to be clearer about your material – not all people who suffer with anxiety/
depression are going to Hell. If a person unconsciously desires to harm, then
this is unconscious (not in one’s consciousness, therefore, not a volitional
act). . . . How can something unconscious be a sin?… You need
to revise your theology. You are more or less saying that unless people know the
material on your website (i.e. their need to heal from childhood hurts), they are
doomed to Hell. This is a grave misunderstanding. What about the many people who
lived prior to the psycho-dynamic theory was even thought of? . . .
You cannot tell people: Well, turn away from
the satisfaction of thinking that you are in a state of grace when you unconsciously
desire to harm yourself and others. . . . Unconscious
“desire” cannot be sinful – it is not volitional. . . . I just
dont want to be carrying a false sense of guilt. If what you are saying were
true, then by all means, I would accept it. But it undermines Catholic doctrine.
You have not given me anything Catholic to support what you are saying except an
opinion based on psychotherapeutic studies. Where there is confusion between opinion
and Church teaching, I rest with the Magisterium.
here’s nothing more Catholic
than putting our trust in God’s mercy and love.
How beautiful to accept our wretchedness
gracefully and trust in God’s mercy! If you did this you would not
be afraid of anything.
What To Do
Nevertheless, many who call
themselves Catholic are afraid to trust in God’s mercy. Because of
humiliation from being mistreated in childhood
they hide their wretchedness. They hide it from everyone, even themselves.
As children they were not taught by their parents to turn to God for comfort,
and so they were unable to turn to God for comfort when they experienced distress.
Consequently, they learned nothing about emotional
honesty. Instead, they fell into the trap of intellectualizing their distress
by telling others what to do.
emotional hurt because of something someone did or
said, the hurt bypassed their conscious awareness and passed into their
unconscious, and all they
could think about consciously was the desperate desire for others to act differently.
“You can’t do this,” or “You can’t say that,” or “You need to do such and such” all
amount to saying, “Change your behavior so I can feel good about myself.” In its more
primal sense—that is, to a helpless child—it means “Care for me so that I can live.
Without your love I am in danger of perishing.”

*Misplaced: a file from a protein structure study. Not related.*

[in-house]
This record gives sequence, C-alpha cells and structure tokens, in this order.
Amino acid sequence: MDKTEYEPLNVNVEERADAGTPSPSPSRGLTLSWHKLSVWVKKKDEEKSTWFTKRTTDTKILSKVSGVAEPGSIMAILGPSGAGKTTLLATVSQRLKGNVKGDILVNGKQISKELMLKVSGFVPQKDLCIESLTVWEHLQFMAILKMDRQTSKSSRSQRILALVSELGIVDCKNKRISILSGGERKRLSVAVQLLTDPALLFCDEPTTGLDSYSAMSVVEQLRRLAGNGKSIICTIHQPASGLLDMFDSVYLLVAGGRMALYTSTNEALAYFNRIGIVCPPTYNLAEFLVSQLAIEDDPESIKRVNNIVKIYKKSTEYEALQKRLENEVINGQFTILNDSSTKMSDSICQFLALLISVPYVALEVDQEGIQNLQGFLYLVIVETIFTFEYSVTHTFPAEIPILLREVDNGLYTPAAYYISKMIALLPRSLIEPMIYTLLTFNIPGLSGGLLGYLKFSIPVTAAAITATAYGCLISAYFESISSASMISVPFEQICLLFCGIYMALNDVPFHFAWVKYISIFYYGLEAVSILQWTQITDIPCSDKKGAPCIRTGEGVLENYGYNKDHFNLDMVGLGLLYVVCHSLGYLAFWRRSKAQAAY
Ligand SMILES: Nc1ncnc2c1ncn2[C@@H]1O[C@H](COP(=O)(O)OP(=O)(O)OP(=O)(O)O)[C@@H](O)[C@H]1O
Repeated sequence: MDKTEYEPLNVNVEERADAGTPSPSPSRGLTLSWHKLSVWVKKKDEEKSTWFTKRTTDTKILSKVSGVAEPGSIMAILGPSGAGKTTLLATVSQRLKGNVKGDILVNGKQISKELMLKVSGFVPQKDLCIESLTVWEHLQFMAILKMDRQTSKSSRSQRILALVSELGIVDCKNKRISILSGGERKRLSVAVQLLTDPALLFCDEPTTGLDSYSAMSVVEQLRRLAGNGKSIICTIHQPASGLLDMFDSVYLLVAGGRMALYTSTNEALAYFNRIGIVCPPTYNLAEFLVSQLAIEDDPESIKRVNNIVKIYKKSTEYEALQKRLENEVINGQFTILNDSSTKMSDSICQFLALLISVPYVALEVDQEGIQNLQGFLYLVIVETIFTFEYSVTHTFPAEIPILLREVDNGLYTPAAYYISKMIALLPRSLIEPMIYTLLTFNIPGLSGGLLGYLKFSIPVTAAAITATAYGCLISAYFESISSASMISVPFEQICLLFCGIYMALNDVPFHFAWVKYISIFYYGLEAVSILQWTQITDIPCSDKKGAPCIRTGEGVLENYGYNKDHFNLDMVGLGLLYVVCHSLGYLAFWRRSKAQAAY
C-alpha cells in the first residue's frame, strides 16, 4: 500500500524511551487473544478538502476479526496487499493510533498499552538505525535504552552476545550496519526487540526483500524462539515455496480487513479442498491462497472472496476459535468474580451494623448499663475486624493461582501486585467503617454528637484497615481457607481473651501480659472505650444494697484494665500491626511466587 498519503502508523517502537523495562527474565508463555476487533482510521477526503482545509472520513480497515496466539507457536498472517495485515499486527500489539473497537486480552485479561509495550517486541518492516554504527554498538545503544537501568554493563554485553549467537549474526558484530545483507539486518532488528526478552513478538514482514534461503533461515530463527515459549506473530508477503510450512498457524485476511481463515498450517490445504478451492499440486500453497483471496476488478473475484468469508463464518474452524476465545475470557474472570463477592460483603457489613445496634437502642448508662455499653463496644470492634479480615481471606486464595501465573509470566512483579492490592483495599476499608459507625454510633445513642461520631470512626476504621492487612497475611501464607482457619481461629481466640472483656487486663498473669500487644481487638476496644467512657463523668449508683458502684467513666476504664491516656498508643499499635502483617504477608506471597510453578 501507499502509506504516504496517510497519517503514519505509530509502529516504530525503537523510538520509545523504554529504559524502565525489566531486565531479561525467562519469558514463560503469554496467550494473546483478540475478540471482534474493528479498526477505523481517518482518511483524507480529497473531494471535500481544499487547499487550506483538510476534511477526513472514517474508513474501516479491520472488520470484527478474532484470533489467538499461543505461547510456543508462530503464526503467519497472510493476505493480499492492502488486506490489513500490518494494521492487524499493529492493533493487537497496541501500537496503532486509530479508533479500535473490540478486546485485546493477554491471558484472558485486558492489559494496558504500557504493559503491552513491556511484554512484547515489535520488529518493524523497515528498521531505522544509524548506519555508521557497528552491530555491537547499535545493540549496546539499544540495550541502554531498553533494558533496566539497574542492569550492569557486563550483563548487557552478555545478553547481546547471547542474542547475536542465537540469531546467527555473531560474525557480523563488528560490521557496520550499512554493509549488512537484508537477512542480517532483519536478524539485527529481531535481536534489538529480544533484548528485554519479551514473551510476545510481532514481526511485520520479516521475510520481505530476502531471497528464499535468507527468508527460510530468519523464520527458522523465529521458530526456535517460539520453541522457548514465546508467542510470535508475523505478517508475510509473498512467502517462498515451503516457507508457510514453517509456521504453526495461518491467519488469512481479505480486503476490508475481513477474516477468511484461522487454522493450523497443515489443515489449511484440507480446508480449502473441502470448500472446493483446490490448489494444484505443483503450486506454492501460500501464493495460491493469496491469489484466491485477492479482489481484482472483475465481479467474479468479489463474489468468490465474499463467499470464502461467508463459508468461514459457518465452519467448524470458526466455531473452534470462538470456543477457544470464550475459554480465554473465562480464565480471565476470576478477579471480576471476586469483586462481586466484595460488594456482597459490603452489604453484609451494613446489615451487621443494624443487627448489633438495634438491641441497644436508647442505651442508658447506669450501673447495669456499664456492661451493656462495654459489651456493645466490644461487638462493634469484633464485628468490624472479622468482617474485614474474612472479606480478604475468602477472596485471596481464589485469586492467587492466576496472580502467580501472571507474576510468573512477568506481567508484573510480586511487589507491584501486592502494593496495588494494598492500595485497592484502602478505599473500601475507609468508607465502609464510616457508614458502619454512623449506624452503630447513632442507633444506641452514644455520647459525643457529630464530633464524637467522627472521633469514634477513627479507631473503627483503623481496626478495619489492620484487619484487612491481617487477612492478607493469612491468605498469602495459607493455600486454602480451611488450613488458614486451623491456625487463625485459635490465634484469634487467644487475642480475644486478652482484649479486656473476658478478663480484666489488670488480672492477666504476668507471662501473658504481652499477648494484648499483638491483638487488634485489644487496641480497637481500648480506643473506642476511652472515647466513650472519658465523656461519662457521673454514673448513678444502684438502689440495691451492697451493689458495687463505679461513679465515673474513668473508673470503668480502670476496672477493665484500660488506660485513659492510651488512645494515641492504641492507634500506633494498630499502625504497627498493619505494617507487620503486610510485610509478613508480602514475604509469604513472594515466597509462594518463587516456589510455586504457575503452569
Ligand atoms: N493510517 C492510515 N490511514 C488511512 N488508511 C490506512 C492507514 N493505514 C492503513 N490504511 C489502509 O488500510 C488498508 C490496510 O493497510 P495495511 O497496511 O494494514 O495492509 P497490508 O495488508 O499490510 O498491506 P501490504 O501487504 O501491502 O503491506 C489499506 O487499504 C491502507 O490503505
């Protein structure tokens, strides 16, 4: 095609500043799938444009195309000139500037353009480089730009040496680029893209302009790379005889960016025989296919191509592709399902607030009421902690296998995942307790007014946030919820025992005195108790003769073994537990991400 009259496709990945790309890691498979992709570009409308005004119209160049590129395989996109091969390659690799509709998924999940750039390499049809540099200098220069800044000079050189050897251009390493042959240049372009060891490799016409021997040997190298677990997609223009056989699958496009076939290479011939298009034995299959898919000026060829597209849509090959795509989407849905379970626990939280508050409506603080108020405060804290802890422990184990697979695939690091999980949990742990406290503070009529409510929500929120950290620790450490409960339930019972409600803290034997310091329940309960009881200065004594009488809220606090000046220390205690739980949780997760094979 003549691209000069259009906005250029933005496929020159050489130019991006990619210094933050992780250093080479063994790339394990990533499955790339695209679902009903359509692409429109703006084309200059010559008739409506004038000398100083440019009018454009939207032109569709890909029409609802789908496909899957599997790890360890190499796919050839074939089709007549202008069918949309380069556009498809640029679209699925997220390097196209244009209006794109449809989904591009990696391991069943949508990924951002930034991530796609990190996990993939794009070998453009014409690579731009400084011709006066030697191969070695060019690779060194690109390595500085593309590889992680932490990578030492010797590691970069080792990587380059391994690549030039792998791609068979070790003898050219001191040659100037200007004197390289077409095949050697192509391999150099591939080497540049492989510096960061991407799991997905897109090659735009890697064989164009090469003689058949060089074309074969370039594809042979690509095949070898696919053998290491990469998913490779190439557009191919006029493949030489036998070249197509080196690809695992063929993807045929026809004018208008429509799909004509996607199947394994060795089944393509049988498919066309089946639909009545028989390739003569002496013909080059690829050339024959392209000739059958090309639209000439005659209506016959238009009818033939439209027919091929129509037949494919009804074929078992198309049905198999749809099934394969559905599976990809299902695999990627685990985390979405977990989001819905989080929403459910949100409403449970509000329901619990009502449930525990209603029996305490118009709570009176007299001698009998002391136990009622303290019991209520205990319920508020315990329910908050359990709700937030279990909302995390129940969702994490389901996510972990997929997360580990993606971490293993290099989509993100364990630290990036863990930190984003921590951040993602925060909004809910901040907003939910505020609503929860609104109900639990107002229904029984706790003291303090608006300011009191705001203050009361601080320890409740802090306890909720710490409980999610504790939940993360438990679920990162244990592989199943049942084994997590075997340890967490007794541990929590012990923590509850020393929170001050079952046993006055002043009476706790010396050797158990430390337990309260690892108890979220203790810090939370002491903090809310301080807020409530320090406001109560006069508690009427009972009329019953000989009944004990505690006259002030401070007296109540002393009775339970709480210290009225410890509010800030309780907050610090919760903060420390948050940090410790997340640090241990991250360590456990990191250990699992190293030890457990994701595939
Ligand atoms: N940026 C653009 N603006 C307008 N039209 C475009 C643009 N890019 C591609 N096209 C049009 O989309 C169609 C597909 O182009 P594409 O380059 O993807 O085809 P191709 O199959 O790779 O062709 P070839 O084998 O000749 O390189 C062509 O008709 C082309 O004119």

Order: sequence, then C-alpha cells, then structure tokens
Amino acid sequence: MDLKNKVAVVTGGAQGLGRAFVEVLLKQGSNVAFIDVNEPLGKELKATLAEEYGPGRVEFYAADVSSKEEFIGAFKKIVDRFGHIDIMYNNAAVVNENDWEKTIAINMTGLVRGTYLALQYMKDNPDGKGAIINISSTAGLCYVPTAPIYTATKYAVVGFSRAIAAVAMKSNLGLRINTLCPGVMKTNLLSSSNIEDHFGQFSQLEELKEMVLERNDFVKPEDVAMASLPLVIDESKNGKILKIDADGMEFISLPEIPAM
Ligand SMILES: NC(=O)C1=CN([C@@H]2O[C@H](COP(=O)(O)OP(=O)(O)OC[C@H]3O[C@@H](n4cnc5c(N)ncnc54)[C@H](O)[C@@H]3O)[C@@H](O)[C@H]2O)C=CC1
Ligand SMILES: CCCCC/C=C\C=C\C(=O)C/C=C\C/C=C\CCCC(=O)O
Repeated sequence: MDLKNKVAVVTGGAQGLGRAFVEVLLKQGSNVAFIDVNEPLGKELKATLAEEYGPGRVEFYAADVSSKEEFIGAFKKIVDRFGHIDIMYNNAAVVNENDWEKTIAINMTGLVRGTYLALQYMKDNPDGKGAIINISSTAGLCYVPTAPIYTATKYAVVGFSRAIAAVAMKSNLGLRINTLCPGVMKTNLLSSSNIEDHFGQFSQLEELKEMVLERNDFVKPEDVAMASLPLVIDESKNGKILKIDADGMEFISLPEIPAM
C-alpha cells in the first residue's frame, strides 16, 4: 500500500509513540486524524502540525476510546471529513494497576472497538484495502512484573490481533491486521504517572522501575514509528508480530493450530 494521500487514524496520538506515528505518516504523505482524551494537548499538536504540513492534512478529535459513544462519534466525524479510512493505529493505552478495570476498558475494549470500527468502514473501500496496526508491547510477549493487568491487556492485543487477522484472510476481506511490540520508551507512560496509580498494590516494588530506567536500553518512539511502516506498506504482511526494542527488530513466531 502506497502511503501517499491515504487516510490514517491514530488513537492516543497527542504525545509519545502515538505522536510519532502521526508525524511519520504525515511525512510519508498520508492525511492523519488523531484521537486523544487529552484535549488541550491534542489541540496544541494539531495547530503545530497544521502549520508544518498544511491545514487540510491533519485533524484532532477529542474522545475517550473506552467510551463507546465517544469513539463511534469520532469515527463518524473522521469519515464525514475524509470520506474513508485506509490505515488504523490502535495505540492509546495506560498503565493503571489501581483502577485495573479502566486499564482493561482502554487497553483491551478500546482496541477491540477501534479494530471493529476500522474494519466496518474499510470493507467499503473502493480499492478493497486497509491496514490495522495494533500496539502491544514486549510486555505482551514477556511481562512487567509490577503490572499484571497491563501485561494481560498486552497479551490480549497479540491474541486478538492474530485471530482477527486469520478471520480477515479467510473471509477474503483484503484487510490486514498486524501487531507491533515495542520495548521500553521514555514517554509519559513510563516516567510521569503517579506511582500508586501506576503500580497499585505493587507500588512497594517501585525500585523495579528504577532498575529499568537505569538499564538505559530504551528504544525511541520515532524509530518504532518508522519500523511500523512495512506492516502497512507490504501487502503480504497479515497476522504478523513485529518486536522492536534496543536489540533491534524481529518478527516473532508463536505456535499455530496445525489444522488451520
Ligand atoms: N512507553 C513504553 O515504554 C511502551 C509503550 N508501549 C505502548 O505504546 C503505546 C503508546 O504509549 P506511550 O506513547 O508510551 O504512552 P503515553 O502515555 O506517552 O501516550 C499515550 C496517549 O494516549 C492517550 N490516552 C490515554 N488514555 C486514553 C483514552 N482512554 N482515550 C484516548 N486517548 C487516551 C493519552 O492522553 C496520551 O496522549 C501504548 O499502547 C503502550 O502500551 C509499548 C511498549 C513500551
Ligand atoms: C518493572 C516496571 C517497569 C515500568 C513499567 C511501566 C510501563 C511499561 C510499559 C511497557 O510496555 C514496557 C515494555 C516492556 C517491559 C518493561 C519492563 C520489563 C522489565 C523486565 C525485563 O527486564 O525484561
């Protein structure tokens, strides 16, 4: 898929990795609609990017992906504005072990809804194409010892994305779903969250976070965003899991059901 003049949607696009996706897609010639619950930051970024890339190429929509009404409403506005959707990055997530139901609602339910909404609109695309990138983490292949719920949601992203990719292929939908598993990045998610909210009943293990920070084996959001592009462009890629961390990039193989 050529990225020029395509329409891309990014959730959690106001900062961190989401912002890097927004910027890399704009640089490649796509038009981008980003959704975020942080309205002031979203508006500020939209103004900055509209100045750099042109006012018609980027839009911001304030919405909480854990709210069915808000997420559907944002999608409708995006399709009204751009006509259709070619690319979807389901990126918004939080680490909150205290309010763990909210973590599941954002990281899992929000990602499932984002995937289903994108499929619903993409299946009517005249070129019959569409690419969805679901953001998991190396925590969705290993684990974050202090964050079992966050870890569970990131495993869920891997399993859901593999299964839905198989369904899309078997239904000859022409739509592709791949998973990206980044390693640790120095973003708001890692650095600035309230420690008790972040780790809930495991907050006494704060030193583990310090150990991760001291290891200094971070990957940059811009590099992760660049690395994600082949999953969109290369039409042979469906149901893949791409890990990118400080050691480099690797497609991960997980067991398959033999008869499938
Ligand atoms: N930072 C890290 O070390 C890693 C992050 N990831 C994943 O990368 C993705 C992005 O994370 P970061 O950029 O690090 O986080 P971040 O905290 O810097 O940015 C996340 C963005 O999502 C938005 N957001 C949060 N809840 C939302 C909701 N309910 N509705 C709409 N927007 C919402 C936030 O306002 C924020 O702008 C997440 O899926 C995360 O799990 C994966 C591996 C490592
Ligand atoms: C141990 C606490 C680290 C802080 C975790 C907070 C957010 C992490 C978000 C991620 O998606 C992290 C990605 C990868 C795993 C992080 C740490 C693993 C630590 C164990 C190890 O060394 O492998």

spiritual scrutiny or
psychotherapy, this desperation—this
futile desire to go around proving that someone
is wrong—will be carried on into adulthood. Demanding. Critical. Accusatory. Argumentative.
Angry. These qualities will define such a person’s life. It’s a life of sad desperation
on a continuum whose extreme is terrorism.
Always telling others what to do, you
believe that you have done nothing wrong. Yet underneath it all you carry the
guilt of being angry at your parents, and its an anger
that has now been driven into your unconscious. That is, although you may be consciously
aware of your anger at your parents, you are blind to the ways your anger affects every
aspect of your social relations as well as the way it obstructs your relationship with
God. Although you suspect the truth, you fear it in guilt, and you are
desperate to call it a false sense of guilt. Its all because you
lack faith, and you fear God’s
mercy. Instead of admitting your
wretchedness to God and calling upon His mercy to be
freed of guilt, you try to convince yourself that you haven’t sinned.
Trying to convince yourself that you haven’t sinned, though, is opposed to God’s
mercy. How can you say, “God have mercy, I have sinned” if you persist in saying,
“But I haven’t sinned!”? When you are warned, you get angry, and you fall into the
futile desire of trying to tell others what to do.
Let me say also
that when we are given a warning and corrected for doing something wrong, we
should not be so foolish as to take offense and be angry. There are times when
we are unconscious of the sins we commit because our hearts are fickle, lacking
in faith. Futile desires becloud our minds.
Think about that. It sounds like something